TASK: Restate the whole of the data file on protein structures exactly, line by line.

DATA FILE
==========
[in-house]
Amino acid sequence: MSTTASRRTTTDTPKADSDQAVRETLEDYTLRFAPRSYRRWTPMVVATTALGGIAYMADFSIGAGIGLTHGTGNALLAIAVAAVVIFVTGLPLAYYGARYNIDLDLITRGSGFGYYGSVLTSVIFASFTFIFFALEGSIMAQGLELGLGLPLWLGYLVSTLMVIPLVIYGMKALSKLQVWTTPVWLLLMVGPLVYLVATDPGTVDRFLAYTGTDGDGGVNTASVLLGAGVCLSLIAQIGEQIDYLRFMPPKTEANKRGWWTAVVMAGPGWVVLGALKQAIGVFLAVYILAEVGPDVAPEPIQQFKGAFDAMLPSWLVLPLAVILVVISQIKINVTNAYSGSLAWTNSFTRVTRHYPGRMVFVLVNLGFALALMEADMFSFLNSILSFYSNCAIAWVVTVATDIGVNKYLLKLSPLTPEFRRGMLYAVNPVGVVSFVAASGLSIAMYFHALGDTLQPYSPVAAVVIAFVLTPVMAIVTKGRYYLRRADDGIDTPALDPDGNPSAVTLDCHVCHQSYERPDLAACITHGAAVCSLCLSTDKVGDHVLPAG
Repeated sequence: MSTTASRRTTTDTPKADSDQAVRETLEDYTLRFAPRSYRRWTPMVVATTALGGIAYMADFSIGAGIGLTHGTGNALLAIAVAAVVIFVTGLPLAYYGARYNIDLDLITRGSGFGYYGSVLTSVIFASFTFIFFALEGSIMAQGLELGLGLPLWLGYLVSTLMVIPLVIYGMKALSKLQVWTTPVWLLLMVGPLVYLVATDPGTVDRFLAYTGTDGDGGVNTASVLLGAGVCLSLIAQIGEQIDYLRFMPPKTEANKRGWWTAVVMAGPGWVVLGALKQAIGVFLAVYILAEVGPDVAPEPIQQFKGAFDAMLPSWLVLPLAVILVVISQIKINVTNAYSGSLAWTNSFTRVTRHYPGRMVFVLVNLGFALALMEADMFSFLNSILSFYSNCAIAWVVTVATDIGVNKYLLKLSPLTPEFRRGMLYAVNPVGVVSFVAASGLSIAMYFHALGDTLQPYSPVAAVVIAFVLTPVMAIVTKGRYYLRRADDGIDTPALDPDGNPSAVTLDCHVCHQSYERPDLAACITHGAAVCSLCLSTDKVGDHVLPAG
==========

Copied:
[in-house]
Amino acid sequence: MSTTASRRTTTDTPKADSDQAVRETLEDYTLRFAPRSYRRWTPMVVATTALGGIAYMADFSIGAGIGLTHGTGNALLAIAVAAVVIFVTGLPLAYYGARYNIDLDLITRGSGFGYYGSVLTSVIFASFTFIFFALEGSIMAQGLELGLGLPLWLGYLVSTLMVIPLVIYGMKALSKLQVWTTPVWLLLMVGPLVYLVATDPGTVDRFLAYTGTDGDGGVNTASVLLGAGVCLSLIAQIGEQIDYLRFMPPKTEANKRGWWTAVVMAGPGWVVLGALKQAIGVFLAVYILAEVGPDVAPEPIQQFKGAFDAMLPSWLVLPLAVILVVISQIKINVTNAYSGSLAWTNSFTRVTRHYPGRMVFVLVNLGFALALMEADMFSFLNSILSFYSNCAIAWVVTVATDIGVNKYLLKLSPLTPEFRRGMLYAVNPVGVVSFVAASGLSIAMYFHALGDTLQPYSPVAAVVIAFVLTPVMAIVTKGRYYLRRADDGIDTPALDPDGNPSAVTLDCHVCHQSYERPDLAACITHGAAVCSLCLSTDKVGDHVLPAG
Repeated sequence: MSTTASRRTTTDTPKADSDQAVRETLEDYTLRFAPRSYRRWTPMVVATTALGGIAYMADFSIGAGIGLTHGTGNALLAIAVAAVVIFVTGLPLAYYGARYNIDLDLITRGSGFGYYGSVLTSVIFASFTFIFFALEGSIMAQGLELGLGLPLWLGYLVSTLMVIPLVIYGMKALSKLQVWTTPVWLLLMVGPLVYLVATDPGTVDRFLAYTGTDGDGGVNTASVLLGAGVCLSLIAQIGEQIDYLRFMPPKTEANKRGWWTAVVMAGPGWVVLGALKQAIGVFLAVYILAEVGPDVAPEPIQQFKGAFDAMLPSWLVLPLAVILVVISQIKINVTNAYSGSLAWTNSFTRVTRHYPGRMVFVLVNLGFALALMEADMFSFLNSILSFYSNCAIAWVVTVATDIGVNKYLLKLSPLTPEFRRGMLYAVNPVGVVSFVAASGLSIAMYFHALGDTLQPYSPVAAVVIAFVLTPVMAIVTKGRYYLRRADDGIDTPALDPDGNPSAVTLDCHVCHQSYERPDLAACITHGAAVCSLCLSTDKVGDHVLPAG